The U.S. House Committee on Education and the Workforce approved along party lines the Preventing Greater Uncertainty in Labor-Management Relations Act (H.R. 1120). The bill would require the NLRB to suspend all activities that require a three member quorum and prohibit the enforcement of any quorum-required action taken after President Obama seated three members via recess appointment on January 4, 2012. As previously discussed, the impetus for this bill – and several others – was the U.S. Court of Appeals for the D.C. Circuit’s finding in Noel Canning v. NLRB that the recess appointments to the NLRB were unconstitutional.

The measure considered during Wednesday’s Committee markup session would remove the restrictions on the Board’s authority if the U.S. Supreme Court rules on the constitutionality of the recess appointments; a board quorum is constitutionally confirmed by the Senate; or the terms of the recess appointees expire when the first session of the 113th Congress adjourns. The bill would also require that any action involving the recess appointees be reviewed and ratified by a future constitutionally-approved Board.

Opening the hearing, Chairman John Kline (R-MN) asserted that the “non-recess, recess appointments” continue to “taint the work of the NLRB.” According to Kline, each Board decision is “ripe” for challenge in the wake of Noel Canning, leaving the workplace in a “state of legal limbo.” Kline urged the Committee to pass the bill, and the Senate to “nominate a full slate of qualified nominees” to the Board.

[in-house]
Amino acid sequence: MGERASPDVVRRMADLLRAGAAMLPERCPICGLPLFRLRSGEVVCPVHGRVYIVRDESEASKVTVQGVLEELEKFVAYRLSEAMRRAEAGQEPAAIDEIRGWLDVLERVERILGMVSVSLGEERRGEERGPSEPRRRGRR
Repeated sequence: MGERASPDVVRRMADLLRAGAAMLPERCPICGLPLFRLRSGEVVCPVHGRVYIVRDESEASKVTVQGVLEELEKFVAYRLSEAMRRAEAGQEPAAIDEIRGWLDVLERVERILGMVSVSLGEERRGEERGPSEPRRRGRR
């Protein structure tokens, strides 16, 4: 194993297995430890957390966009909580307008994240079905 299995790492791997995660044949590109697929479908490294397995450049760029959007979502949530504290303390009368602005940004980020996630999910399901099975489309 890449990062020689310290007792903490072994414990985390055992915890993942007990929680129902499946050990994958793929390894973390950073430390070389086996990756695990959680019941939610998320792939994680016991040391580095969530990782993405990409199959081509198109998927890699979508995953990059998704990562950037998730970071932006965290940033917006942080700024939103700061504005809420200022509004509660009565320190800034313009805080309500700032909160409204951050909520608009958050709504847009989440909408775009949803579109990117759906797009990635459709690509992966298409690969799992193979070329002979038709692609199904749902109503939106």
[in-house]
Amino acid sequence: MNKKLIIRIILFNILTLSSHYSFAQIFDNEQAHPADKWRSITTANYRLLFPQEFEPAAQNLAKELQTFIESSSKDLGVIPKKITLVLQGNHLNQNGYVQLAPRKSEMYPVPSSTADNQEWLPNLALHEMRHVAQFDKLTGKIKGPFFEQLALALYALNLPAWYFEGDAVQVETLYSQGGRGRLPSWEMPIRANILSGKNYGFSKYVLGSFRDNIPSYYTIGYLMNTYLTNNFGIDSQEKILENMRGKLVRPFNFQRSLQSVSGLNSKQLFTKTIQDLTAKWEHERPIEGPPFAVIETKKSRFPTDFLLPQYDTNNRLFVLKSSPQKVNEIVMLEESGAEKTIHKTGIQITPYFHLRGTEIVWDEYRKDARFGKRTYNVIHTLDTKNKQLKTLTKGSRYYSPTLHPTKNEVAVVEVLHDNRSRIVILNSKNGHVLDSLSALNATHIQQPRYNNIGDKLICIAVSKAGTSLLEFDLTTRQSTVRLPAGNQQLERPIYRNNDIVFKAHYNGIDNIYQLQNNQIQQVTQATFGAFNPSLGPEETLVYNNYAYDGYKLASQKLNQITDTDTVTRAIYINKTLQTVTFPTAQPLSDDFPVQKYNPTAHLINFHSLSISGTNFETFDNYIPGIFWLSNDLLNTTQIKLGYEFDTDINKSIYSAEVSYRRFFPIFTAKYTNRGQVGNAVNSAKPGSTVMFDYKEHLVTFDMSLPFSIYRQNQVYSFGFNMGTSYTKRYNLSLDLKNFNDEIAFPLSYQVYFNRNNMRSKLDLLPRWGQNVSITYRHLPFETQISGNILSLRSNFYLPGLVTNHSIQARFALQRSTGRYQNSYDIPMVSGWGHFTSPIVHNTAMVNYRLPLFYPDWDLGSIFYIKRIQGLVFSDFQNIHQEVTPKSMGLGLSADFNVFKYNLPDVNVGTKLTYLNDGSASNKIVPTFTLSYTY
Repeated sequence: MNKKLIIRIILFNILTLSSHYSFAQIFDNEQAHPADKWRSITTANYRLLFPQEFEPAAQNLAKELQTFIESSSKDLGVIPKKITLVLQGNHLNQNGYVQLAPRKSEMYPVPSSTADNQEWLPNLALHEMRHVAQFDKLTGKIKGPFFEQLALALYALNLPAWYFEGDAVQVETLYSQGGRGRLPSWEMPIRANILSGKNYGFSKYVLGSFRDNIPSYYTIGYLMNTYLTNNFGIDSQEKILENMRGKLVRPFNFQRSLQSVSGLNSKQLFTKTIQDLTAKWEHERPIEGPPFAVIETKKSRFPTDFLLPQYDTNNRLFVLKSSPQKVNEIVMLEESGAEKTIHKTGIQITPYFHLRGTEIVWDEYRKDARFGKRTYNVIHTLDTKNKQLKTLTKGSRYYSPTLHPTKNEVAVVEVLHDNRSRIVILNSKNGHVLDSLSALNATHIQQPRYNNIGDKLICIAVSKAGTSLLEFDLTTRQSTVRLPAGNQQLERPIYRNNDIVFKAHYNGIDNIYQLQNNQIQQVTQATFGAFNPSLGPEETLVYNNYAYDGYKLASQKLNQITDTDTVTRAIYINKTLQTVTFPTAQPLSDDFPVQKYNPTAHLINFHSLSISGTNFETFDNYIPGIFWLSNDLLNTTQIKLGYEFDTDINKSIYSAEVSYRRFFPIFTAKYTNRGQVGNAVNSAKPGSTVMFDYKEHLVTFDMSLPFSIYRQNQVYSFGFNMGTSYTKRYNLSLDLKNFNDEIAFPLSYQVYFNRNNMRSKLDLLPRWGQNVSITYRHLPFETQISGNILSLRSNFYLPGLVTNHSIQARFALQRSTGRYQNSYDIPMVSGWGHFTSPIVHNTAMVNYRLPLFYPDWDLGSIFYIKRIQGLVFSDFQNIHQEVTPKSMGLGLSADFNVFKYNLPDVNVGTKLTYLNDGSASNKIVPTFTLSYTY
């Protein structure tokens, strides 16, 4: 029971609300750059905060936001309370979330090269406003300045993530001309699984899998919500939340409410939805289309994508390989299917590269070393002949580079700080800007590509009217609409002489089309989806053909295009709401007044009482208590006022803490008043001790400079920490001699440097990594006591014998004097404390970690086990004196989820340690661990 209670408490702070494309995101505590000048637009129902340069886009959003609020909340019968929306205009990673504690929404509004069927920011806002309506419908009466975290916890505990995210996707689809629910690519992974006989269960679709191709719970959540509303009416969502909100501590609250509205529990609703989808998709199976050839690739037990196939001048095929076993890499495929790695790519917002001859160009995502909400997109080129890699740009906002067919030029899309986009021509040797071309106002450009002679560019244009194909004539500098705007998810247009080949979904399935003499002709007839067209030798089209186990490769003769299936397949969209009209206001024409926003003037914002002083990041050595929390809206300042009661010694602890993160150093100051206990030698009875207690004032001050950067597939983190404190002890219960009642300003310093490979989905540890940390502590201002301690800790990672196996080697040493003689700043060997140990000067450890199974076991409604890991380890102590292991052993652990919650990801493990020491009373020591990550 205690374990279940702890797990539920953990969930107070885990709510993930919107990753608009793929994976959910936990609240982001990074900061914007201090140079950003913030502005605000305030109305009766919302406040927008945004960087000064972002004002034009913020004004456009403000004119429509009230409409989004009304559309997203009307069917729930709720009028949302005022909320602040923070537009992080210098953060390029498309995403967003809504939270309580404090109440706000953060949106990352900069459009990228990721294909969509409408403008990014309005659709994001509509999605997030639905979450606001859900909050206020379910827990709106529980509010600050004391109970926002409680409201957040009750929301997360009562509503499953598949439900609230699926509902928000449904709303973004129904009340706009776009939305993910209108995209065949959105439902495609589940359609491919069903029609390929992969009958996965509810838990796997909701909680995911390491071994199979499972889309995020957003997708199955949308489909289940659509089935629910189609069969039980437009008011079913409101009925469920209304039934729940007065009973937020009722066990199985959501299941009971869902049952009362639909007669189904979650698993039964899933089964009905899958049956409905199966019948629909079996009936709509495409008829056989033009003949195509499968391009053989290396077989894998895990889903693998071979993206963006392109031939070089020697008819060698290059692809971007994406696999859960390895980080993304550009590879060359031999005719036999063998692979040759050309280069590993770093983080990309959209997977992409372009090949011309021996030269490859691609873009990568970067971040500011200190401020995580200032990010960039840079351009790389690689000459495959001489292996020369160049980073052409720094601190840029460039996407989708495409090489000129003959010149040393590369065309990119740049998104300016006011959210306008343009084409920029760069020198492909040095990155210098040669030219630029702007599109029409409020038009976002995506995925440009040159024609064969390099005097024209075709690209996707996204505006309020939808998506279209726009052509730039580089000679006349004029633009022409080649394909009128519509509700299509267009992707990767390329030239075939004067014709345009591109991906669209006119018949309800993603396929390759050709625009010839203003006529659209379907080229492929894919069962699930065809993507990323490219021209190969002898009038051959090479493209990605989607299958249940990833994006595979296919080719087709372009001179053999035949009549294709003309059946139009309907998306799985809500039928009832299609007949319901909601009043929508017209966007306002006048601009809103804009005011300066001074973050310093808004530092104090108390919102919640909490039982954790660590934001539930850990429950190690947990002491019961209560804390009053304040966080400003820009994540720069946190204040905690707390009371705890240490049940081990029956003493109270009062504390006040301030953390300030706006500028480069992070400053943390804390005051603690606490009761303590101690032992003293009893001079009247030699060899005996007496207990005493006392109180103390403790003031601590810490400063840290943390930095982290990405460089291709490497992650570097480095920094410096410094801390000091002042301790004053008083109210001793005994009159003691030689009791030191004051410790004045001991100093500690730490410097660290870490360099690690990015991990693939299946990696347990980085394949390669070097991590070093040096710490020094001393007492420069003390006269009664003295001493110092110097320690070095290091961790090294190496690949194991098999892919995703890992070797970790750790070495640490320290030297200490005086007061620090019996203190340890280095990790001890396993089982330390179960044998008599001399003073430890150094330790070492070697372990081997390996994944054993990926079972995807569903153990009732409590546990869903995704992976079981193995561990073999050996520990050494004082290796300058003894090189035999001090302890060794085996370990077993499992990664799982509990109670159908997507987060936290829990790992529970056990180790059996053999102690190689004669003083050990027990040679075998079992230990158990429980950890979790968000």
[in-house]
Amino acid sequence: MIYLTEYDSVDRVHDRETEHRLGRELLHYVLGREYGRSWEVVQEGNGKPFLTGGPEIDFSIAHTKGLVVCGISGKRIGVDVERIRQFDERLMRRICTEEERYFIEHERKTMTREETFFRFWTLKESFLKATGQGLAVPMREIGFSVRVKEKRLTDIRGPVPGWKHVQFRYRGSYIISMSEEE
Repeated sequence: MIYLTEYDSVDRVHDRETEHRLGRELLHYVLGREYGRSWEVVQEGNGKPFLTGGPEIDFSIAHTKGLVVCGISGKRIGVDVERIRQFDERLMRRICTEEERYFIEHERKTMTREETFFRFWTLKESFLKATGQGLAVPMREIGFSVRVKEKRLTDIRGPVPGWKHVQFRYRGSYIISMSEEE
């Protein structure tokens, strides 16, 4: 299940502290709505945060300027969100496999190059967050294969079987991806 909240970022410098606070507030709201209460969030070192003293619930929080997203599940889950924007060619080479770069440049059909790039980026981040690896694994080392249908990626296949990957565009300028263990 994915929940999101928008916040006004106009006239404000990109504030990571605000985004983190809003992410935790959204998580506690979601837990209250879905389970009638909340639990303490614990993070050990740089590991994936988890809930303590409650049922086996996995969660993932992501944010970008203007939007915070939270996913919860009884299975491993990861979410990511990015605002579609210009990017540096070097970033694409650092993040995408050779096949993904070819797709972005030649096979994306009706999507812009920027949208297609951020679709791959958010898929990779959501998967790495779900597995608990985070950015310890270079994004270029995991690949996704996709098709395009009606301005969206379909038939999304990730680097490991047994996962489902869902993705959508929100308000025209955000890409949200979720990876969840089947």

Rep. Robert Andrews (D-NJ), however, disagreed with what he termed a “manufactured crisis,” and suggested the way to solve the problem is to encourage the Senate to vote on the current Board members. Andrews said the bill in its current form would leave the NLRB without any enforcement authority. As a result, he claimed that this outcome would leave employees with no other means with which to address their claims other than by striking. Andrews offered an amendment to the measure that would essentially nullify it in its entirety, which predictably failed to pass.

More information on the markup session can be found here